What set me on this path that has led me >choke< 27 years later to be a comics missionary, spreading the four-color gospel far and wide? Well, I blame Morgan Freeman and Jim Shooter.
As a child of the Seventies, I would watch Sesame Street, and immediately after that, The Electric Company. During the 1974-75 season, TEC started showing episodes of “Spidey Super Stories”. These were comicbook/live action hybrids, mixing live action with drawn panels. Spidey usually had to thwart some crazy villain, and never spoke, except in silent word balloons which had to be read by the viewer. (My favorite villain: The Can Crusher, who, while visiting a tomato canning factory as a child, loses his pet frog in a kettle. Thus he spends his adult life crushing open tomato cans in supermarkets, searching in vain for his beloved croaker. *sniff* Such pathos.)
I was just learning to read, as well as going through the “superhero phase” most young boys experience. So I got hooked on Spider-Man, and my mom actually bought me the first comic book I ever read! (Thanks, Ma!) As you can see on the cover, the Easy Reader (Morgan Freeman) gives his seal of approval, stating “This comic book is easy to read!” (The Comics Code approved it as well, but they’re as square as their seal.)
I would continue to enjoy Spider-Man throughout my childhood, taking my Spider-Man vitamins every day, and reading the daily comic strip whenever I had access to the Des Moines Register during my summers. (Their comics were much better than those in the Omaha World-Herald. The Register ran Star Trek, Asterix (!), Bloom County… and on Sundays we’d get the smaller market Sioux City Journal with the comics never seen in bookstores (Eek and Meek, Born Loser, Berry’s World).) But I never really bought comics as a kid. From 1979 until 1982, I was a fan of Mad Magazine, buying back issues and passionately learning all I could, pre-Internet, about The Usual Gang of Idiots. From 1982 until 1984, my passion was video games. While my family owned nothing more advanced than an old Coleco Telstar 6040 playing variations of Pong, that didn’t keep me from haunting arcades, searching for the new and unusual, and buying almost every videogame magazine I could find.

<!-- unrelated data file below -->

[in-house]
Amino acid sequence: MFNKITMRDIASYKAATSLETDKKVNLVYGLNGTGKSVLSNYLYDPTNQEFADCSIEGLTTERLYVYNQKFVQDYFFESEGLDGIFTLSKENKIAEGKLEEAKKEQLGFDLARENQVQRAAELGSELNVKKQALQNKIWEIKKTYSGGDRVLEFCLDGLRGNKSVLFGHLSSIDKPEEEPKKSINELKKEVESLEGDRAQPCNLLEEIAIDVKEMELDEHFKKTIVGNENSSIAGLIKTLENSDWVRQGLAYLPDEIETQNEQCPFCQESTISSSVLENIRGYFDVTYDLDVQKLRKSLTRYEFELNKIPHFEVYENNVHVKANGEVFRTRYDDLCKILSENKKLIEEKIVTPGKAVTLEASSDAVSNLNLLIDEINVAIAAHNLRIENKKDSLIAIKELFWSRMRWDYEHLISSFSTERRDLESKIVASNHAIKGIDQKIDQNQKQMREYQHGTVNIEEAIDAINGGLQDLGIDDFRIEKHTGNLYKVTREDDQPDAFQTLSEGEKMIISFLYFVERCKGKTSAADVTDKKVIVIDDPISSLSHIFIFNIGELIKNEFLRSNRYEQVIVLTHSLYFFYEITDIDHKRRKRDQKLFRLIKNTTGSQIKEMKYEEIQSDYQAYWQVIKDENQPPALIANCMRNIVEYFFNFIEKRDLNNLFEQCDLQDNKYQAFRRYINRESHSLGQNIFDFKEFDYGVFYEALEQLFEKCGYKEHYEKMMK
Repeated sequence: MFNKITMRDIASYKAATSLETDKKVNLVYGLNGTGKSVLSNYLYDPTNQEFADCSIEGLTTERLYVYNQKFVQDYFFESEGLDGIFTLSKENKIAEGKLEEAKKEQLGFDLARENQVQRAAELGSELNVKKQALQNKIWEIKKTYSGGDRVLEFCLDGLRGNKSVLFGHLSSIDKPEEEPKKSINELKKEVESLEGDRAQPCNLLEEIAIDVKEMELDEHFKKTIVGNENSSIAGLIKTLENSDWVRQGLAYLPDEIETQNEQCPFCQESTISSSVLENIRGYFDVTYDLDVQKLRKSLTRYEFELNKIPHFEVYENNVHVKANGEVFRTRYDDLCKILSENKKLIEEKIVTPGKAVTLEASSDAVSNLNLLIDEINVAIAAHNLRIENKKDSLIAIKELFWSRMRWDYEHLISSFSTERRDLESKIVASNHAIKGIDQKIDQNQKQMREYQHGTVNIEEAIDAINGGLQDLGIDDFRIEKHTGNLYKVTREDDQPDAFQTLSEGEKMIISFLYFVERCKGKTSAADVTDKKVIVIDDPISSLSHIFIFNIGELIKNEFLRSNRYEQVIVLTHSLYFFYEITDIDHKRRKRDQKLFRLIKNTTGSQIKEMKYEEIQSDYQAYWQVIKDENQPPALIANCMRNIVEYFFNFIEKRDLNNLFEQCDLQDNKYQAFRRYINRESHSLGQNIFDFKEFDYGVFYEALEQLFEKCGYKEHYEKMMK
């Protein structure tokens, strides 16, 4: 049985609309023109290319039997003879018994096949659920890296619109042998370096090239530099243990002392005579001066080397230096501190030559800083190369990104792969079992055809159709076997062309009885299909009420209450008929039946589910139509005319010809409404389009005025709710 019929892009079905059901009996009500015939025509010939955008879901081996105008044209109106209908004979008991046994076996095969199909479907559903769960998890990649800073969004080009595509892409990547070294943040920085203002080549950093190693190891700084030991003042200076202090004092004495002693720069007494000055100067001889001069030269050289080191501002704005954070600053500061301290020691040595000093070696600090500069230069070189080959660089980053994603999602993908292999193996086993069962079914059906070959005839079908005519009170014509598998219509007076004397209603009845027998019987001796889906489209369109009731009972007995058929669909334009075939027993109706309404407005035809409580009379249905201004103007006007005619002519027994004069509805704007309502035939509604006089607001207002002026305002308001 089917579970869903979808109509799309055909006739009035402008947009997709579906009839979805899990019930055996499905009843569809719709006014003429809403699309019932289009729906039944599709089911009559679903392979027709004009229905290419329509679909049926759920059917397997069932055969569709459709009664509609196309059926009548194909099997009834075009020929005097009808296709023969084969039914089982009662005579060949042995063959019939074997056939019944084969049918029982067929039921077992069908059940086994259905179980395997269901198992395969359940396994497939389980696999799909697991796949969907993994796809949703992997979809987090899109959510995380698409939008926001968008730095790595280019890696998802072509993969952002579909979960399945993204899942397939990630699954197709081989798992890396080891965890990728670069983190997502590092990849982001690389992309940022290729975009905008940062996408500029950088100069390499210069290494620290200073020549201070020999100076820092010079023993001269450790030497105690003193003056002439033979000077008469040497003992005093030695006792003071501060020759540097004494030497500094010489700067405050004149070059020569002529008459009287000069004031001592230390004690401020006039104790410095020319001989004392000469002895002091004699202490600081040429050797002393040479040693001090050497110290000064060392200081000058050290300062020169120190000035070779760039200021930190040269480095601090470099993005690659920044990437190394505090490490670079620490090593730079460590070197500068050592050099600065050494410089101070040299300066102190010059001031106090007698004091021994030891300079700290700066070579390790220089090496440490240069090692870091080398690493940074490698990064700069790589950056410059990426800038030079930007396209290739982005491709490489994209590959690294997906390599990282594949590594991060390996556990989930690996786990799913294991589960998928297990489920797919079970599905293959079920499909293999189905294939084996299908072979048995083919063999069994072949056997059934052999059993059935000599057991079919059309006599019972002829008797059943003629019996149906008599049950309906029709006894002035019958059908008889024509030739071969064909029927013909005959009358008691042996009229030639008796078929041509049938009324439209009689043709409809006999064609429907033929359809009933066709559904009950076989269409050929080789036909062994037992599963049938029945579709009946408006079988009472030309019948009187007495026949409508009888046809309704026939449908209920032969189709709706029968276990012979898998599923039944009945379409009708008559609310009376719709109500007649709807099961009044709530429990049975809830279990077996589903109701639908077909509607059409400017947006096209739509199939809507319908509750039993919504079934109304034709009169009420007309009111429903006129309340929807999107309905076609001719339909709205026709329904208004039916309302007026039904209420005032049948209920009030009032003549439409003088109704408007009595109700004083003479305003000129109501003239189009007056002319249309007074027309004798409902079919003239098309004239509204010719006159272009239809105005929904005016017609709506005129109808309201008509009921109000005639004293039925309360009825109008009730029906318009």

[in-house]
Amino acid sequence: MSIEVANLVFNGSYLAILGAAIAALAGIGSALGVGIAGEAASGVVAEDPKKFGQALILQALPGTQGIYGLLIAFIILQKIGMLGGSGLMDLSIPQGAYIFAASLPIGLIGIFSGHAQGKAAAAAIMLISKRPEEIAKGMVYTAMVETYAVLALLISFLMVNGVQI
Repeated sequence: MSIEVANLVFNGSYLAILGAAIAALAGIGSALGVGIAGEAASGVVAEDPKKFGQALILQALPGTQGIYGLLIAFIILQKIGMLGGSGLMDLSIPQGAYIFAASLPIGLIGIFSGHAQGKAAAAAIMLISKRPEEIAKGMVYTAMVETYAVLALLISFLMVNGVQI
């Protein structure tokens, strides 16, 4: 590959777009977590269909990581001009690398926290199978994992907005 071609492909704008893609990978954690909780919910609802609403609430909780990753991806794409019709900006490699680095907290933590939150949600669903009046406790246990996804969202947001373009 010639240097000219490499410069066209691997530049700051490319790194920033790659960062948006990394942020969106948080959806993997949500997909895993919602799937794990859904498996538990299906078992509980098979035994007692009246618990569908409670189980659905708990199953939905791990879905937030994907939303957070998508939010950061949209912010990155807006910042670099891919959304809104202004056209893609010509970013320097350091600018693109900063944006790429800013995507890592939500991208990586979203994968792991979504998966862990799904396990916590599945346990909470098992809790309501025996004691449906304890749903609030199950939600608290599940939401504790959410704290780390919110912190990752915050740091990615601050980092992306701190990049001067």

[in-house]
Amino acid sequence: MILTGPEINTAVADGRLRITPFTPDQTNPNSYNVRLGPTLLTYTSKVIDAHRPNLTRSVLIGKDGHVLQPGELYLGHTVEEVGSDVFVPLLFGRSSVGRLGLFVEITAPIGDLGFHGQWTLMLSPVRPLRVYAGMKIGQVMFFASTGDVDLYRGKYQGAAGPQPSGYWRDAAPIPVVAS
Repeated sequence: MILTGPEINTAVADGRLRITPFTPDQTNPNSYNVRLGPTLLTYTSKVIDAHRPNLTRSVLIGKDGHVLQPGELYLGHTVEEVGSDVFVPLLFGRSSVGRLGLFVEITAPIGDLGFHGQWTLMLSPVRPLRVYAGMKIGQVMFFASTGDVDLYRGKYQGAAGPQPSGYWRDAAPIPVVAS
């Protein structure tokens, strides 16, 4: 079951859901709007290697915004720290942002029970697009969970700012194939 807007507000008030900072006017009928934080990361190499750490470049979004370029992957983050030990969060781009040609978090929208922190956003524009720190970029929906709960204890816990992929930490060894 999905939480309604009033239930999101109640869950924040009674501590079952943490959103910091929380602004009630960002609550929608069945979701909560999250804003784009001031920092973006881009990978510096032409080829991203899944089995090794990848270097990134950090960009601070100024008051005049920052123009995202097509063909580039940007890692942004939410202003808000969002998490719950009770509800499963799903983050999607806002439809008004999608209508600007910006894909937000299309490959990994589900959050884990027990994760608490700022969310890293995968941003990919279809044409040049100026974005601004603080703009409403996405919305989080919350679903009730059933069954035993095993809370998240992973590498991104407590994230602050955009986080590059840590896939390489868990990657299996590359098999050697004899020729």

Of course, like most kids across the country, I read comic strips, bought the occasional strip collection, watched the CBS specials, and looked at any comic or cartoon (including the ones in my older brothers’ National Lampoons). I even glommed onto an old graphic novel from the 1950s… the first Pogo reprint from Simon and Schuster. When I was sick, I would read Richie Rich comics (the superhero covers at the pharmacy just made me sicker). But it was just part of the multimedia background collage of my life, with older interests constantly being covered by newer distractions.
So, given all this, what caused me to become a comics fan? What brought comics into the foreground, eclipsing my other interests? Junior High and Mattel toys.